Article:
American industrial production expanded last month at the fastest pace in more than three years as manufacturers and mines recovered from a March downturn.
The Federal Reserve said Tuesday that industrial production at U.S. factories, mines and utilities shot up 1 percent in April from March, biggest gain since February 2014 and the third straight monthly gain. The increase was more than twice what economists had expected.
Factory production rose 1 percent after declining 0.4 percent in March. Mine production increased 1.2 percent after falling 0.4 percent in March. And utility output rose 0.7 percent after surging 8.2 percent in March.
Factory production has risen three of four months this year. Manufacturing has recovered from a rough patch in late 2015 and early 2016 caused by cutbacks in the energy industry and a strong dollar, which makes U.S. goods costlier in foreign markets.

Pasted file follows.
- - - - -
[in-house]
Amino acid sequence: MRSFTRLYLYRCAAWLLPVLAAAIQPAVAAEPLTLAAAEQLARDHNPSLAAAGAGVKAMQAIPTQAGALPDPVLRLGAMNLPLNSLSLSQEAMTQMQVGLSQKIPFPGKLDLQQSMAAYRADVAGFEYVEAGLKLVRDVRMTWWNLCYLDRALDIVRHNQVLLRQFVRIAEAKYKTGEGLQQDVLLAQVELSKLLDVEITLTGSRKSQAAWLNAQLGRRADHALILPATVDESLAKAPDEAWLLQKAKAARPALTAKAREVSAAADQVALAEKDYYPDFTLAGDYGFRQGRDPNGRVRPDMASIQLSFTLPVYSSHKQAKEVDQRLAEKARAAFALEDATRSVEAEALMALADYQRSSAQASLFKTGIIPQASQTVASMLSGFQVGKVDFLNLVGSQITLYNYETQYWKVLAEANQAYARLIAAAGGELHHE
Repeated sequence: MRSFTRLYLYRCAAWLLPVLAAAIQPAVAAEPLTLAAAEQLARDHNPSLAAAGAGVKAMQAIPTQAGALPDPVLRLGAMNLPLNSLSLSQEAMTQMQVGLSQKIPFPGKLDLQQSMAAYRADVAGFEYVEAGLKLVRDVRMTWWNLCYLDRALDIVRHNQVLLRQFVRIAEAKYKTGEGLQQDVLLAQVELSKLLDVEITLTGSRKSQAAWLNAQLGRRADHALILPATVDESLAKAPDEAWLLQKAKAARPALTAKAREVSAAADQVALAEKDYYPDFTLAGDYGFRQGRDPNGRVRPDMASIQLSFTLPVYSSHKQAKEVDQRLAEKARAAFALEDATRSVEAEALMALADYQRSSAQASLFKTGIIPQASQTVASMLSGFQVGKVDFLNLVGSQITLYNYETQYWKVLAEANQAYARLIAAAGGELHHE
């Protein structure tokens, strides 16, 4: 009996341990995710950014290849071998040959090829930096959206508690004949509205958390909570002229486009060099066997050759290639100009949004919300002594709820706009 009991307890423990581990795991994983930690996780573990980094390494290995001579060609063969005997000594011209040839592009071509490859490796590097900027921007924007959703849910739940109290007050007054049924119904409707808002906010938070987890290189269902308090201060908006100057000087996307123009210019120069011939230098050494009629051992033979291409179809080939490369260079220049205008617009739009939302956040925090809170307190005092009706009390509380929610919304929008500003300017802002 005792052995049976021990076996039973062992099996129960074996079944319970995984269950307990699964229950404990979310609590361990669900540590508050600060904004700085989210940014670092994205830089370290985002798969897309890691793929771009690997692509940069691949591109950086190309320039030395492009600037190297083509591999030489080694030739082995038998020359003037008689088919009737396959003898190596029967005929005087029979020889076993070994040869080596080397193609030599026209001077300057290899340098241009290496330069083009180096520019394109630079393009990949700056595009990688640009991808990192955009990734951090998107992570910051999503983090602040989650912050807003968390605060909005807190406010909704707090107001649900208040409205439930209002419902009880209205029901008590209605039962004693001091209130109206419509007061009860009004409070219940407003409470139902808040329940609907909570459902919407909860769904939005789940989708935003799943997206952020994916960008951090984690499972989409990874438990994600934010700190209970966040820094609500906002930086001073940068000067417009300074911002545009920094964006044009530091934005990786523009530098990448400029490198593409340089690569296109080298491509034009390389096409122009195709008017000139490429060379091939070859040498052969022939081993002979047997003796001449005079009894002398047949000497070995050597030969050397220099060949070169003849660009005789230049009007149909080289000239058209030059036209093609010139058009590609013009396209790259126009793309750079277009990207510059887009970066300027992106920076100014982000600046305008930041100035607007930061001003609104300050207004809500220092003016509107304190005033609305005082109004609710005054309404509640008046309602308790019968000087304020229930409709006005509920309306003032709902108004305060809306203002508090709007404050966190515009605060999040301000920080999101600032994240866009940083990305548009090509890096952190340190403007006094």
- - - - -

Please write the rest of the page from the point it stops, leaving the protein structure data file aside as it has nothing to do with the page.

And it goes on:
The overall U.S. economy grew at a lackluster 0.7 percent annual pace from January through March. But economists expect growth to pick up the rest of the year as consumers ramp up spending.
A healthy job market bolsters consumer confidence. Employers last month added 211,000 jobs and unemployment fell to 4.4 percent, lowest in a decade.